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I'm looking to update my printer. Wanting to get a wireless. I also just got a new laptop and I'm embarking on a new obsession...Digital Scrapbooking. So I'm sure I will be printing out some of my layouts. Would just like to get some professional...hands on advice from some of the best ladies out there.
The best quality prints seem to come from Epson printers. They use pigment ink. They don't last long though, but luckily printers are inexpensive to replace. I gave up on Epson though, since I don't want to replace all the time, and have Canon printers now.
__________________ Wash: "A man walks down the street in that hat, people know he's not afraid of anything."
Jayne: "Da*n straight."
I have a Canon MP560 and its been working great. Its wireless, individual ink tanks, printer/scanner/photocopier, has a card reader, and can connect my camera directly to it. It also has a rear feed tray so I can run heavy cardstock through (I use 200# for boxes that I print patterned paper designs on first). The Canon inks are rated to last for over 100 years and are water resistant. I, however, use off brand inks and haven't had any probems with them. It was simple to set up and has been running for about 2 years now without any real issues.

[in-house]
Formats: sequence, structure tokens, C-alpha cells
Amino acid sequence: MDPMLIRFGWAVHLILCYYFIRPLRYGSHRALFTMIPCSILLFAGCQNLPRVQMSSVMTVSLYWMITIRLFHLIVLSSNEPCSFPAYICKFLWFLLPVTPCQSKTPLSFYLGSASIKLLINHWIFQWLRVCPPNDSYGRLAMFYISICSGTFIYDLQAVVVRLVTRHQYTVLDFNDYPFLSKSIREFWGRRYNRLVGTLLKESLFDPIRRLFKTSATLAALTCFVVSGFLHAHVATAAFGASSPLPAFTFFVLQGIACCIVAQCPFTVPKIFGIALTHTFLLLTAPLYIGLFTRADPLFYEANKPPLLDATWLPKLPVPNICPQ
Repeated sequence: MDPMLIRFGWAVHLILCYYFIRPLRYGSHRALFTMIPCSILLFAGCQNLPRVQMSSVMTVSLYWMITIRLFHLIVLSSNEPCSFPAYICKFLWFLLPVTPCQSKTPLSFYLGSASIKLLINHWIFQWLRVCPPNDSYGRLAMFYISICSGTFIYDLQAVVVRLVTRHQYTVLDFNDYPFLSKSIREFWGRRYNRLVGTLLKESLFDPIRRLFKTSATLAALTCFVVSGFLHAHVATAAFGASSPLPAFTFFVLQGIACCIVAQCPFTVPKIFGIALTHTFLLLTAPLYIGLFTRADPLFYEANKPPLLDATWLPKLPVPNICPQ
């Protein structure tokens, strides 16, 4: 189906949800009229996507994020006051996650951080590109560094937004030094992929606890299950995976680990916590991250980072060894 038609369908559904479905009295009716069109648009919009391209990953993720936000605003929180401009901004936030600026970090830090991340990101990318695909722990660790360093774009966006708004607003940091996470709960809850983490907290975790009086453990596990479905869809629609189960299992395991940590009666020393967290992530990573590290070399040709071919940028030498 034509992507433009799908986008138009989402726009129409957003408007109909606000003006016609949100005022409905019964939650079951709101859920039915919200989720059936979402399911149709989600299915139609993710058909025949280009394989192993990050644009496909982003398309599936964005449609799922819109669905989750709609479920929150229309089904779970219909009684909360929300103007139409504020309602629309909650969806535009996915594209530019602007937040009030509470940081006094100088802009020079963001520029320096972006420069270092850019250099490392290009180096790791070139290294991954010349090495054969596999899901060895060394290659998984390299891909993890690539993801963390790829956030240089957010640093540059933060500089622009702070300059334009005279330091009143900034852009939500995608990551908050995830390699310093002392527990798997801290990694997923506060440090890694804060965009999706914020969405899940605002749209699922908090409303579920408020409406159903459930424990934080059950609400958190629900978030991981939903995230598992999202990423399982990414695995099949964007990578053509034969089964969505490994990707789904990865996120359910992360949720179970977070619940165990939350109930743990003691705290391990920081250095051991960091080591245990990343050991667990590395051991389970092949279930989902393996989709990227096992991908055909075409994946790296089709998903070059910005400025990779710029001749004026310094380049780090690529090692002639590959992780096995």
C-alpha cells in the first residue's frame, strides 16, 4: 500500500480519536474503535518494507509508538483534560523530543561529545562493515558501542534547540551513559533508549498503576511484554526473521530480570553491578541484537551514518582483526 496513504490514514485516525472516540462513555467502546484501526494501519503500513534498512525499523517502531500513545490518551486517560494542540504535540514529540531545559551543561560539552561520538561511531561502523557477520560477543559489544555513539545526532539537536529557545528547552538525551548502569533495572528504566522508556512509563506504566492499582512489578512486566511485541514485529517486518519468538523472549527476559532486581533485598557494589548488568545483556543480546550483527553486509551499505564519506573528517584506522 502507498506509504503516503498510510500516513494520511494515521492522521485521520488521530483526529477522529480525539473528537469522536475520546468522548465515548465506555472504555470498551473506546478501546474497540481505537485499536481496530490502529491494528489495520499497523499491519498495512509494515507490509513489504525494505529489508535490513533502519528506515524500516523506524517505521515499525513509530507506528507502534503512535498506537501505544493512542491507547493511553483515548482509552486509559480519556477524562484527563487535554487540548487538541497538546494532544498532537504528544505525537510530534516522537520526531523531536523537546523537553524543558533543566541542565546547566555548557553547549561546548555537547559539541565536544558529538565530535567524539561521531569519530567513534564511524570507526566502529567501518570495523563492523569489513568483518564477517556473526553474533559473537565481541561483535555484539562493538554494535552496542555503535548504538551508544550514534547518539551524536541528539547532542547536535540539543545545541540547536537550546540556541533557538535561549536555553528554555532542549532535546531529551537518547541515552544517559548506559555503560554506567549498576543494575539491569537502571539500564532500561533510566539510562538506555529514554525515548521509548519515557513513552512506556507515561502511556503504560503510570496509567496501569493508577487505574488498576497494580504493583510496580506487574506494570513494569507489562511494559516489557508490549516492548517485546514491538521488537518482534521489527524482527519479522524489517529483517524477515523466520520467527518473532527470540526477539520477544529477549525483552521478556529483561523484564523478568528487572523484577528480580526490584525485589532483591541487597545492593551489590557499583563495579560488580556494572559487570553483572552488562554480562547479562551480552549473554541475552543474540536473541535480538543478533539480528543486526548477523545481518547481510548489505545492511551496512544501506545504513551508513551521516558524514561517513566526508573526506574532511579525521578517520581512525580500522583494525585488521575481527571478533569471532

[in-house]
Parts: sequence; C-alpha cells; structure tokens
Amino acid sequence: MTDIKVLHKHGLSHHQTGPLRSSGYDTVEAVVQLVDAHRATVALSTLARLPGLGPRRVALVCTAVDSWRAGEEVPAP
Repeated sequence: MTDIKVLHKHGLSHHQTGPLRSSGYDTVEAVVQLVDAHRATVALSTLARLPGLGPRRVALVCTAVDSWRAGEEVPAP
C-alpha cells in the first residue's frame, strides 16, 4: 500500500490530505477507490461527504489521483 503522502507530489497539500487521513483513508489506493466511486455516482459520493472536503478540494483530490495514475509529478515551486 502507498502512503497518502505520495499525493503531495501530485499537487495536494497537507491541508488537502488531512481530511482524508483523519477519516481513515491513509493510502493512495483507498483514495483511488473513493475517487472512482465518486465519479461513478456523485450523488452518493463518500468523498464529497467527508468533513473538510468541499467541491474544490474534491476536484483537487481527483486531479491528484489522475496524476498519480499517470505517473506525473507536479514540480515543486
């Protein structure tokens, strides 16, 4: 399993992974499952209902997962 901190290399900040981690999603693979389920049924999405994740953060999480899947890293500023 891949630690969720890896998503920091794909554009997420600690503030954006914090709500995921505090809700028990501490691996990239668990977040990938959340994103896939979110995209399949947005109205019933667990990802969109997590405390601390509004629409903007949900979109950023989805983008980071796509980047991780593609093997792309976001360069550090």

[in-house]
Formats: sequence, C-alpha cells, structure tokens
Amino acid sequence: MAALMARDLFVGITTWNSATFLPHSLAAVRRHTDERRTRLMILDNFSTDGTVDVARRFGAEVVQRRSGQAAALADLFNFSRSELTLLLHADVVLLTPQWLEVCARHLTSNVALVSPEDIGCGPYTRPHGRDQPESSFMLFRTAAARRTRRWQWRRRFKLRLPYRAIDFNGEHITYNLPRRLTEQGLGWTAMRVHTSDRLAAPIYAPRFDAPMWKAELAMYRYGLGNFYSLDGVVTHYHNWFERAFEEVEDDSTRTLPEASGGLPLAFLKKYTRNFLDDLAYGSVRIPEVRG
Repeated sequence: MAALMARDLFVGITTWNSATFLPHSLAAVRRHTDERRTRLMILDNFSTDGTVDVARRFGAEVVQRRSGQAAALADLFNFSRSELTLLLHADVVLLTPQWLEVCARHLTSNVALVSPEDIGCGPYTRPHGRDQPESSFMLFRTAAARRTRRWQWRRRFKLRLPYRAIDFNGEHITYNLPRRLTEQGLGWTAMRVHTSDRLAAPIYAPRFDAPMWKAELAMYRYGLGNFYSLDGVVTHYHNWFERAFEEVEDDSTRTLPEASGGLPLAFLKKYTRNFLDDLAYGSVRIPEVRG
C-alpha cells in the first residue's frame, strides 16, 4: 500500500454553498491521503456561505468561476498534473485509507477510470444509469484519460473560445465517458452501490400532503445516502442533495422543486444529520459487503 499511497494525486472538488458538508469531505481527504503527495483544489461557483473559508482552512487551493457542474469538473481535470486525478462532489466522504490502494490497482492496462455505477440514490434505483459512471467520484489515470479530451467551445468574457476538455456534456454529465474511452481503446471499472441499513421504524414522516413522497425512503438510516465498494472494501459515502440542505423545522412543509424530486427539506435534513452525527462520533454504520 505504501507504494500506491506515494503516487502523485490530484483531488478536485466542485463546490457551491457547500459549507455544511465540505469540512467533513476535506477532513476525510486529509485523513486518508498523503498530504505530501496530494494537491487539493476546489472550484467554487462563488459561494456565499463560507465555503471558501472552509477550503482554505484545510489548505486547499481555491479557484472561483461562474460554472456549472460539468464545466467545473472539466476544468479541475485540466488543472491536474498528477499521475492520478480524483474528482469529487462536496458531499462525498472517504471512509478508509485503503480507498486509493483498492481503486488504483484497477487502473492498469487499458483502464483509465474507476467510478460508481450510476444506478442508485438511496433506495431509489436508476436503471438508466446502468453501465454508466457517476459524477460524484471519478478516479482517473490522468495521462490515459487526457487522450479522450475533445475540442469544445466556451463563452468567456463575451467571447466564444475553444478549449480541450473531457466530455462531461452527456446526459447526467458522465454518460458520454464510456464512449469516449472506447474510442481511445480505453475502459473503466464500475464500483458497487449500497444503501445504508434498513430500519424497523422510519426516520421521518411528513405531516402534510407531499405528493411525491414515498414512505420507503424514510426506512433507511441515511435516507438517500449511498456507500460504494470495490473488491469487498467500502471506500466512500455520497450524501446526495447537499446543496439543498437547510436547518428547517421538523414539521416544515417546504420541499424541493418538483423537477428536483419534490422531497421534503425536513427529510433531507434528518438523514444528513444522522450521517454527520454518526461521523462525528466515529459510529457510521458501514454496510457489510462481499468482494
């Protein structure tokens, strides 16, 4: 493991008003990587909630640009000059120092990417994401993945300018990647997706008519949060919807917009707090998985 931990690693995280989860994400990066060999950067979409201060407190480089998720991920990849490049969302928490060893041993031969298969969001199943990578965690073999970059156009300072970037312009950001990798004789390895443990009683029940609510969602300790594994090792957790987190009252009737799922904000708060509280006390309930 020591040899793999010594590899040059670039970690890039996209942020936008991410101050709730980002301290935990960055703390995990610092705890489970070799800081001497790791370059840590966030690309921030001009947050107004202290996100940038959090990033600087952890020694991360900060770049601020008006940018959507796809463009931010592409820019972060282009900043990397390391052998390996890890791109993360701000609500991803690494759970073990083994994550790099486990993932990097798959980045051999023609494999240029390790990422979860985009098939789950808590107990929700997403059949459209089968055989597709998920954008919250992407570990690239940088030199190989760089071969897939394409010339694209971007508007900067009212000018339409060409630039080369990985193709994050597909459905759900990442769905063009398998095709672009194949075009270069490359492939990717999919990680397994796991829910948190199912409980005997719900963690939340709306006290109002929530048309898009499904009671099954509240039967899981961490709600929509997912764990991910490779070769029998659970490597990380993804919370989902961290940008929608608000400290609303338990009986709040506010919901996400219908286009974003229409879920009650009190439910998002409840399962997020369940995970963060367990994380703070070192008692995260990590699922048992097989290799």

Canon's wide format printers can run into $$$. We really needed a new printer and I had to give up that dream of 12x12 printing. Last weekend, we got a 6520, recommended by Apple, and I love it!
Mine doesn't print 12x12 (I wish it did), but I have seen some lower end wide format printers around the $300 - $400 price. I'm not sure how well they work - although your finished product would really depend on the quality of inks you can get for it which shouldn't be a problem. The real expense for wide format printers is paper if you plan on using the large size photo papers. Its about $3-$4 a sheet. If you are printing on regular cardstock, it would be inexpensive, but you don't get a nice vibrant print on regular cardstock - at least not that I have seen.
I have the EPSON Artisan 835 printer that we purchased almost 3 yrs ago. It is wireless and works great. I don't print a lot of scrapbooking or card projects, because it is an inkjet printer which can consume A LOT of ink. Also, if you incidentally spill water on your print job, the ink bleeds, so I'm careful of what I print.
I have printed birthday invites, thank you notes using the printer. I do love this printer and it is designed to be a card/scrapbooking workhorse of a printer, but my personal economy is so tight that I can't afford to burn through too much ink.
I have a Canon too. Love the individual ink tanks and the rear feed for cardstock. If I was going to print out the 12x12 digi layouts, I would save the cost of the ink and get them printed via costco or another printer (especially if you watch for sales). Or get them printed together in a shutterfly book. Good luck!
Where I live when not at SplitCoast: Pink Persimmon
i just went through this myself - we decided it would be a better deal to print any larger stuff via costco or something and so we did not get a wide format. we got the epson artisan 837 and it prints really well - i print all my photos myself and really love the way they turn out. i also love the individual ink color cartridges.